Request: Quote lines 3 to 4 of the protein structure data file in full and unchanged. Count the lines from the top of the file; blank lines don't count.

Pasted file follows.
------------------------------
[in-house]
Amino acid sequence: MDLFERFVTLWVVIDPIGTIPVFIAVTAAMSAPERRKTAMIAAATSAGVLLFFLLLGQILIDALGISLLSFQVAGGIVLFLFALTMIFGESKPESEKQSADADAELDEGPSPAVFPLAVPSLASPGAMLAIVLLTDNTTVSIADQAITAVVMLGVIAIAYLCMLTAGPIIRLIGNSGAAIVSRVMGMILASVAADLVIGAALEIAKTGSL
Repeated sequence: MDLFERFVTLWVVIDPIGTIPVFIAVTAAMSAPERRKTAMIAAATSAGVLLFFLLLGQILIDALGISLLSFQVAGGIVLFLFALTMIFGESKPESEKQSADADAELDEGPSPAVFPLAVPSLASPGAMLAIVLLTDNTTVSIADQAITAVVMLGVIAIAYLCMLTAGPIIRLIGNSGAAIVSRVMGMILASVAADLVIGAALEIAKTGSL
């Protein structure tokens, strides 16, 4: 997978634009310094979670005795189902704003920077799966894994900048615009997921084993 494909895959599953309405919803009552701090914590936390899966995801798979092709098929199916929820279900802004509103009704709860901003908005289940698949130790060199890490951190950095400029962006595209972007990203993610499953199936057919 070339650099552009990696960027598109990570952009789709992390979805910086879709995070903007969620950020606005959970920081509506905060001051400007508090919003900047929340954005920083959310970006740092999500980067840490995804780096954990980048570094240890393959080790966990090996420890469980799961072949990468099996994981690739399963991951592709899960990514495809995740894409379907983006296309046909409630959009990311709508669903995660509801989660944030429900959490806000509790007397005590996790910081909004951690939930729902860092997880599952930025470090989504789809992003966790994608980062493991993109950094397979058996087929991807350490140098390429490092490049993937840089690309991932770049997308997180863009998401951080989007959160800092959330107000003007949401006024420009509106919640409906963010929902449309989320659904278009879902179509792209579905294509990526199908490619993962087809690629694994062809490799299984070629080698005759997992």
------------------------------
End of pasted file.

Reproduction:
Repeated sequence: MDLFERFVTLWVVIDPIGTIPVFIAVTAAMSAPERRKTAMIAAATSAGVLLFFLLLGQILIDALGISLLSFQVAGGIVLFLFALTMIFGESKPESEKQSADADAELDEGPSPAVFPLAVPSLASPGAMLAIVLLTDNTTVSIADQAITAVVMLGVIAIAYLCMLTAGPIIRLIGNSGAAIVSRVMGMILASVAADLVIGAALEIAKTGSL
């Protein structure tokens, strides 16, 4: 997978634009310094979670005795189902704003920077799966894994900048615009997921084993 494909895959599953309405919803009552701090914590936390899966995801798979092709098929199916929820279900802004509103009704709860901003908005289940698949130790060199890490951190950095400029962006595209972007990203993610499953199936057919 070339650099552009990696960027598109990570952009789709992390979805910086879709995070903007969620950020606005959970920081509506905060001051400007508090919003900047929340954005920083959310970006740092999500980067840490995804780096954990980048570094240890393959080790966990090996420890469980799961072949990468099996994981690739399963991951592709899960990514495809995740894409379907983006296309046909409630959009990311709508669903995660509801989660944030429900959490806000509790007397005590996790910081909004951690939930729902860092997880599952930025470090989504789809992003966790994608980062493991993109950094397979058996087929991807350490140098390429490092490049993937840089690309991932770049997308997180863009998401951080989007959160800092959330107000003007949401006024420009509106919640409906963010929902449309989320659904278009879902179509792209579905294509990526199908490619993962087809690629694994062809490799299984070629080698005759997992």